I drank for 26 years. And up until the last year or so, I loved it. "I'd drink every day if I could," I often thought, for years with resigned bemusement, eventually with disgust. From my very first drink, I was consumed with wanting more. Two and a half decades later, it finally occurred to me that the only way to get more of what I was looking for was to stop drinking.
I'm not even sure when I had my first drink, but I know that by the time I got to high school, I couldn't WAIT to start. I probably watched too many John Hughes movies as a kid, but I don't remember a time when I didn't consider alcohol to be synonymous with "cool teenage life". I probably would have started drinking in middle school, if I could. Alas, my town was full of good, wholesome kids whose healthy fear of alcohol kept them clean until much later. But drinkers find their crowd and I quickly identified friends who shared this common interest. We usually hear about kids who drink because they want to fit in, to feel more comfortable in the crowd. And while of course alcohol did bolster my confidence when drinking in a group, my driving force was never peer pressure or feeling ill at ease as much as I just wanted to feel different. Giddy. Alive.
By the end of high school I was drinking most weekends, and college fostered five nights per week. My university was known as much for its bar culture as its Greek life, and I spent exponentially more time around kegs than at class. I learned how to day drink and how to last from happy hour to after-hours. I bonded first with my dorm mates, then later, my sorority sisters. Drinking brought boys, and boys brought attention. And I loved, lapped up, every minute. It's worth noting: I was always a very controlled drinker. I would consume a lot, but pace myself, and stop as soon as I sensed getting sloppy. I kept my wits, never blacked out, never had to be babysat or brought home. I graduated magna cum laude in binge drinking.
After college, the five nights per week continued, but the mood changed. What used to be carefree and full of promise turned into something we used for stress relief or to try and recapture our former bliss. Living in New York City, bars called from every corner; bodegas sold alcohol on every block. Going out lasted until 4 AM; getting a last-minute bottle of wine before the store closed became an all-too-frequent occurrence. By the time I decided to move to Los Angeles, I knew I had a problem. I wanted to move to Los Angeles in part because I knew I had a problem, and thought that the healthy lifestyle, plus being forced to drive a car everywhere, would help fix it. I was kind of right. It just took 12 years.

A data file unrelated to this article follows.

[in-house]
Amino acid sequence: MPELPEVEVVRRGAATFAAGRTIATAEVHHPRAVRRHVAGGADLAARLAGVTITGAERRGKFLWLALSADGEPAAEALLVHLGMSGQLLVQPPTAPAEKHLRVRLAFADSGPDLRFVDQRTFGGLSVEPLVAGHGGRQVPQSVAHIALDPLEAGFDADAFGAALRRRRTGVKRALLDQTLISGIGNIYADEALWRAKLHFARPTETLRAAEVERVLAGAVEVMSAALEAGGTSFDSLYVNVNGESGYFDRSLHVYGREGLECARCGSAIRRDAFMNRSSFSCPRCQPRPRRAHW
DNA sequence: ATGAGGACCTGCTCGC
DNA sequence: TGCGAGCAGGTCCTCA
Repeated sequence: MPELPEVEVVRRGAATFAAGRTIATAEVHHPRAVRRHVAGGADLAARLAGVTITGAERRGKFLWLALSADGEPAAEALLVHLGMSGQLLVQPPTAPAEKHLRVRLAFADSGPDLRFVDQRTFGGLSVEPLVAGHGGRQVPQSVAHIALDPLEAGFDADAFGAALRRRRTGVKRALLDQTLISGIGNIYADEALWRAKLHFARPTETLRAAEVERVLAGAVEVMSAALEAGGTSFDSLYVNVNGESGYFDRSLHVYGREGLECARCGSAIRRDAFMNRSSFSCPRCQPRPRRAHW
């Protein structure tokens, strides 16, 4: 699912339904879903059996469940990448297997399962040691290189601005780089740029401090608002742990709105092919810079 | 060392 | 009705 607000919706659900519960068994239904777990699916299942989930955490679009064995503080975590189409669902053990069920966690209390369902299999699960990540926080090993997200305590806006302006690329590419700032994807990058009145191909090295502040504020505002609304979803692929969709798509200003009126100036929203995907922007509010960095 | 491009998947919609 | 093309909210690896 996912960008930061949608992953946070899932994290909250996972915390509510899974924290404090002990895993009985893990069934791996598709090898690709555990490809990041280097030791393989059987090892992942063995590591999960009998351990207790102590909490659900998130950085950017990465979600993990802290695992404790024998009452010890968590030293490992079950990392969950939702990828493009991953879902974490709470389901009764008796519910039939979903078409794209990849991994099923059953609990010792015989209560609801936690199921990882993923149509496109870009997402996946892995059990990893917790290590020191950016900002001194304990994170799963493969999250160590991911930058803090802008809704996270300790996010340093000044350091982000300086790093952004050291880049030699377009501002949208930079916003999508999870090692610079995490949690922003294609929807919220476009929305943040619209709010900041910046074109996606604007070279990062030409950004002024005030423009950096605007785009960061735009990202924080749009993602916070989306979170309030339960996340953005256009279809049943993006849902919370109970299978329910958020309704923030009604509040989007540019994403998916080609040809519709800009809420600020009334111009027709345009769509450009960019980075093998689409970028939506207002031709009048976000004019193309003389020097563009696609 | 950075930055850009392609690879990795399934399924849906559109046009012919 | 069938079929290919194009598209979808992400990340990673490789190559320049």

LA car culture was the first factor to change my habits. Traffic across the sprawling city made it much more of a chore to go out, while the need to drive myself everywhere (Uber was years away) ensured I didn't get too wasted to drive home. I still drove drunk, regretfully, but my overall consumption was way less than how I'd been in drinking in New York (which, to be clear, was a ridiculously, disgusting amount; my LA drinking would still be heavy by most standards). Within that first year, I stopped drinking most hard liquor, which I sucked down much too quickly; I limited myself to wine and beer. (Margaritas were the exception for reasons I won't try to justify here.)
The other thing that changed my habits was, simply, age. Car culture drove (unintended pun) my drinking inside - rather than go out for happy hour with friends, it was easier to sit at home with a bottle of wine. And as we got older, the parties stopped, or at least became less fun and desirable, and I started to prefer drinking at home. I could get my favorite fuzzy feeling without worrying about a DUI or other drama. I'd drink alone, nearly every night. Just a few glasses - two or three, maybe four - as long as I didn't finish the bottle. It didn't seem to affect daytime me, at least not until the fifth or so day, when I'd wake up exhausted and short of breath and need to take a day or two of recovery. By the third day, I'd be craving it again, and the pattern would start all over.
There were a few times I tried to slow down. Reading Carolyn Knapp's Drinking: A Love Story scared me straight for a bit, and for the first time, I attempted to abstain three, four, even five nights in a row. I could do it, but by the time I picked up wine again, I'd need to drink the whole bottle to feel full. The frequency may have reduced, but my cumulative consumption likely didn't. In 2015, I halfheartedly tried Dry January; I'd started the year with a terrible cold/flu that made me incapable of drinking, so by the time I started feeling better on the fifth, I figured I had a head start. I made it until the 11th or 12th.
Which is, ironically, the exact time I would stop drinking two years later. (My last drink was on January 11th; my sober birthday is the 12th.) I'll dive more into the reasons and story behind that in another post, but it's fair to say that in the last two years of my drinking, I had a consciousness that at some point, I would stop. I didn't know when that point would come, didn't expect it would come as soon as it did, but when the signs aligned, I was ready. I still have no idea what I'm in for.